The study had a very high retention rate, with 108 of 115 (93.9%) children assessed at all 9 follow-up points. Participants' average age at follow-up was 18.1 years. At the end of follow-up, the results of the study revealed that all of the children had a mood disorder over 60.2% of the time and that episodes of mania occurred 39.6% of the time.

The authors report that although 87.8% of subjects recovered from mania, 73.3% relapsed. Low maternal warmth predicted earlier relapse. When investigators examined the characteristics of children's second and third episodes of mania, they found they were similar to the first episode and characterized by psychosis, daily cycling between mania and depression, and a long duration — 55.2 weeks for the second episode and 40 weeks for the third.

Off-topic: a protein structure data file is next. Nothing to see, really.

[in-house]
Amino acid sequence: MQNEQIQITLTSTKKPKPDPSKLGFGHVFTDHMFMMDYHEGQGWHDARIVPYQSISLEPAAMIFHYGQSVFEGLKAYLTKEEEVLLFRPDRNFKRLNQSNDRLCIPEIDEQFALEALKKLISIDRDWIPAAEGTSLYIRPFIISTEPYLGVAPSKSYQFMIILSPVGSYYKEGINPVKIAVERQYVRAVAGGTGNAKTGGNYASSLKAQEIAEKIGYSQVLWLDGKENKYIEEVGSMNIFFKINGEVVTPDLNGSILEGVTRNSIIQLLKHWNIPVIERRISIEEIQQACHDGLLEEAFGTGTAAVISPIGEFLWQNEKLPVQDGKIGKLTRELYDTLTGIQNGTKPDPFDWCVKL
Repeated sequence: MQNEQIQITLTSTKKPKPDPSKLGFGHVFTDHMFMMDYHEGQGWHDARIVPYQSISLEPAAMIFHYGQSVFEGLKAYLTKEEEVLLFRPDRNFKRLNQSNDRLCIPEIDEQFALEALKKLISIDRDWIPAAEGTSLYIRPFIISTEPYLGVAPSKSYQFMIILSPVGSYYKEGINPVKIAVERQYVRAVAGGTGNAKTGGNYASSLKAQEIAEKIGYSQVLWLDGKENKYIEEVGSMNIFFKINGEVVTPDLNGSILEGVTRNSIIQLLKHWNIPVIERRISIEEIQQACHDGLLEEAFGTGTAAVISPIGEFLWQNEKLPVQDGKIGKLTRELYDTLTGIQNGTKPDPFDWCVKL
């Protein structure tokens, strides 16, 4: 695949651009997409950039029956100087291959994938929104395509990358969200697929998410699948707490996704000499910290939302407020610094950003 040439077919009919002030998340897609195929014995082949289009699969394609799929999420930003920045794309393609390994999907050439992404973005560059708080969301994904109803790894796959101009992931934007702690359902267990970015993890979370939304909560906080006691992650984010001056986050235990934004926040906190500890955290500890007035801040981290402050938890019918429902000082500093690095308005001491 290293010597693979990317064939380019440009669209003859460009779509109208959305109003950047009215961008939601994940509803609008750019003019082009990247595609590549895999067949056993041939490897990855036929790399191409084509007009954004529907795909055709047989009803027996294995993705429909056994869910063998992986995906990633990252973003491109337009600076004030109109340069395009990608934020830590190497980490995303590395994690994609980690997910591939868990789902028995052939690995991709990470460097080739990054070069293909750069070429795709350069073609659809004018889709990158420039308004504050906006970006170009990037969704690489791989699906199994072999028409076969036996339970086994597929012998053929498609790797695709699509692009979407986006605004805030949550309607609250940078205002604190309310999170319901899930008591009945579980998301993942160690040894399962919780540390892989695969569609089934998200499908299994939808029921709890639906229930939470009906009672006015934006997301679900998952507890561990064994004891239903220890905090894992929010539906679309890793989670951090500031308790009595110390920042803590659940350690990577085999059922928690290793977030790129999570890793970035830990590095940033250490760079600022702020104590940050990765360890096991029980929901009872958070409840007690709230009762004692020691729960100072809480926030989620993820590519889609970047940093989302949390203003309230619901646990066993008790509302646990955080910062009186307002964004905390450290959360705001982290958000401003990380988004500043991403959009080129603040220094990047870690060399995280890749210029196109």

When investigators separately analyzed data from the 54 participants who had reached the age of 18 years at the end of the follow-up period, they found that 44.4% continued to have manic episodes. In addition, 35.2% had substance-use disorders, a rate similar to those diagnosed with bipolar I disorder as adults.

According to Dr. Geller, the 44% frequency rate of manic episodes among those 18 years and older with bipolar disorder is 13 to 44 times higher than the population prevalence. In addition, she pointed out the rate is also much higher than repeat episodes in comparable studies of bipolar I disorder in adult populations.

These findings, said Dr. Geller, strongly support the hypothesis that bipolar disorder in childhood continues into adulthood and "shows the illness is continuous, providing validation, as does our previous family study, that mania actually exists in children and that it is continuous with the adult disorder."